Into Antiques?

On ebay you'll find over 100 categories covering the Medieval and Renaissance periods, through Georgian, Regency and Victorian, to Edwardian, Art Nouveau and Art Deco.

Antique Dealers in California

Linda Stamberger

Linda Stamberger, author of "Antiquing In Florida", is a Florida expert and freelance writer of many genres. Visit this site to read her articles - some of which are available for purchase - as is her book.

Brooks Novelty Antiques and Records

Brooks Novelty is an all-vinyl record store. We specialize in: jukeboxes, vintage soda machines, antique slot machines, pin balls, arcade games, neon clocks and signs, rare concert posters, old advertising signs and much more!

The Antique Company

Established in the late 1900's, we occupy a huge corner building with a small garden area that leads to another 1000 sq foot store (called TAC) that contains our Mid Century collection.

Vintage Westclox

Westclox photo identification gallery and history and information of clocks, watches and other timepieces. This site primarily displays American clocks made by Westclox that were made from the early 1900's up to about the 1960's.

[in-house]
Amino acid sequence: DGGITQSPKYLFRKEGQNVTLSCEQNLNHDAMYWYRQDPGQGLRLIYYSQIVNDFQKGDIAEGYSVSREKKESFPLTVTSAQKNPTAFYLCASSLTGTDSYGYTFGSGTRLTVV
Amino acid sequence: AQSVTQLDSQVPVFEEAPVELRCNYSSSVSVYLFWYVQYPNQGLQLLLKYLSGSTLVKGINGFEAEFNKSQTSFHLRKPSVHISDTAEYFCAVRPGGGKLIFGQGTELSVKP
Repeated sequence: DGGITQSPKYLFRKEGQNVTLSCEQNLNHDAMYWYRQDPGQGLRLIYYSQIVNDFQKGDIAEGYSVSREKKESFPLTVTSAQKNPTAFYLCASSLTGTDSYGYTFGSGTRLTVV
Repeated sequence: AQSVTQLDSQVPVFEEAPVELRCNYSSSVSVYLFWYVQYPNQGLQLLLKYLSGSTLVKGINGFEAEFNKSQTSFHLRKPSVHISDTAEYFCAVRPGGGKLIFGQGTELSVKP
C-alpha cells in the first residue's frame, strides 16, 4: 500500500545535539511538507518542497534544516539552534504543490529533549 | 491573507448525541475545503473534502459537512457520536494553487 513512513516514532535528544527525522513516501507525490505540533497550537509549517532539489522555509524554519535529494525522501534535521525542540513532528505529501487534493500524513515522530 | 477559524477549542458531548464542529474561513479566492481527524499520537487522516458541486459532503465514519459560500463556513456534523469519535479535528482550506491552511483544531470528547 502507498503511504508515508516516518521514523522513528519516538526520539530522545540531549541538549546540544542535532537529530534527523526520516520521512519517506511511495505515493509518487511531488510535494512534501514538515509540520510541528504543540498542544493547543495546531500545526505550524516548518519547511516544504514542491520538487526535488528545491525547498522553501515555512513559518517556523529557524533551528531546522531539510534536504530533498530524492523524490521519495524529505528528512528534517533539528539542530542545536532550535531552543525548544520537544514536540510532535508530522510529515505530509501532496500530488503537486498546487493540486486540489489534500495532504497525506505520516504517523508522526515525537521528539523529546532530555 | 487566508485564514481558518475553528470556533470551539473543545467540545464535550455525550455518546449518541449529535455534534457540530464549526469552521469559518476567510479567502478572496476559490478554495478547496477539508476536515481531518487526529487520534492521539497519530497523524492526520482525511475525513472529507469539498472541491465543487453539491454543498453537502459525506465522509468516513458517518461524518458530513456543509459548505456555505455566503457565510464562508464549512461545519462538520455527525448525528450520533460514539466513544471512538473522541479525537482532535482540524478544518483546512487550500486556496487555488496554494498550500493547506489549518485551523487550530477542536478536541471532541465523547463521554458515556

Antique Appraisals On-Line

We are one of the country's largest, oldest, most qualified and respected appraisal services. The majority of our appraisals are estate and personal property evaluations for valuation documentation purposes. However, we have evaluated goods and personal property for natural disaster losses (hurricanes), theft, fire, freight and shipping damage after the loss has occurred.

Connoisseur Antiques

Featuring fine antique furniture, Connoisseur Antiques is a Los Angeles Antique Furniture Showroom specializing in antique clocks and mirrors, European and French antiques, Antique Lighting, Chandeliers, Sconces, Armoires and much more.

Liz's Antique Hardware